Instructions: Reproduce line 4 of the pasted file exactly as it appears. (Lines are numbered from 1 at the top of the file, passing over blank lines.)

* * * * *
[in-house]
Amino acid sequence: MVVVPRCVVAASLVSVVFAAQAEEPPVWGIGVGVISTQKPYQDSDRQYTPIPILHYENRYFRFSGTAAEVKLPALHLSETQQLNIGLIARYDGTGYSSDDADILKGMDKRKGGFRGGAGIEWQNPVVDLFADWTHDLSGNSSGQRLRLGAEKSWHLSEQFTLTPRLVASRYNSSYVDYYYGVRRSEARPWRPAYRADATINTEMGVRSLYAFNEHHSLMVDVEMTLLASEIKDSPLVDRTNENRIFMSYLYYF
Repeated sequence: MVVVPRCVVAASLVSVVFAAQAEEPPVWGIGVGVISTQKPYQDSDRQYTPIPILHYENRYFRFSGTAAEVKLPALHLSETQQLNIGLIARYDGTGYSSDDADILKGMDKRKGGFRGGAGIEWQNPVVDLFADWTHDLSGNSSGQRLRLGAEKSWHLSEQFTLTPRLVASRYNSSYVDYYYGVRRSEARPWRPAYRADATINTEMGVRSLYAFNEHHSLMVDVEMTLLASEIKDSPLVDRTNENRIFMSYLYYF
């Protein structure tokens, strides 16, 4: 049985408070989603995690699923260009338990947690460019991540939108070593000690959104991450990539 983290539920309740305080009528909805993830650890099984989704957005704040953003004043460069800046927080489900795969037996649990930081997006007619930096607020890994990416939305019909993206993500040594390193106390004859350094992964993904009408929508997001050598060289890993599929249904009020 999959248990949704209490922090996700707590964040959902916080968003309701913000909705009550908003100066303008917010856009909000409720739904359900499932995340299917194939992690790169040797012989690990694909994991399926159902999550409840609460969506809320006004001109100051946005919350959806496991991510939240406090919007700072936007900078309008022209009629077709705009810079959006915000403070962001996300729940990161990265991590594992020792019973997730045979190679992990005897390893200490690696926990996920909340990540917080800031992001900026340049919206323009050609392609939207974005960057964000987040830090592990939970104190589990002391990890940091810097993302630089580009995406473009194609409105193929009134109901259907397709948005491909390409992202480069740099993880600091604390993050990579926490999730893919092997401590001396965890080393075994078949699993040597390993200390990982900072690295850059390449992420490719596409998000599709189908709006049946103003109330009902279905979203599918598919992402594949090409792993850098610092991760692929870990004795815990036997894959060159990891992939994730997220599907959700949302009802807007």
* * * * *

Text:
């Protein structure tokens, strides 16, 4: 049985408070989603995690699923260009338990947690460019991540939108070593000690959104991450990539 983290539920309740305080009528909805993830650890099984989704957005704040953003004043460069800046927080489900795969037996649990930081997006007619930096607020890994990416939305019909993206993500040594390193106390004859350094992964993904009408929508997001050598060289890993599929249904009020 999959248990949704209490922090996700707590964040959902916080968003309701913000909705009550908003100066303008917010856009909000409720739904359900499932995340299917194939992690790169040797012989690990694909994991399926159902999550409840609460969506809320006004001109100051946005919350959806496991991510939240406090919007700072936007900078309008022209009629077709705009810079959006915000403070962001996300729940990161990265991590594992020792019973997730045979190679992990005897390893200490690696926990996920909340990540917080800031992001900026340049919206323009050609392609939207974005960057964000987040830090592990939970104190589990002391990890940091810097993302630089580009995406473009194609409105193929009134109901259907397709948005491909390409992202480069740099993880600091604390993050990579926490999730893919092997401590001396965890080393075994078949699993040597390993200390990982900072690295850059390449992420490719596409998000599709189908709006049946103003109330009902279905979203599918598919992402594949090409792993850098610092991760692929870990004795815990036997894959060159990891992939994730997220599907959700949302009802807007």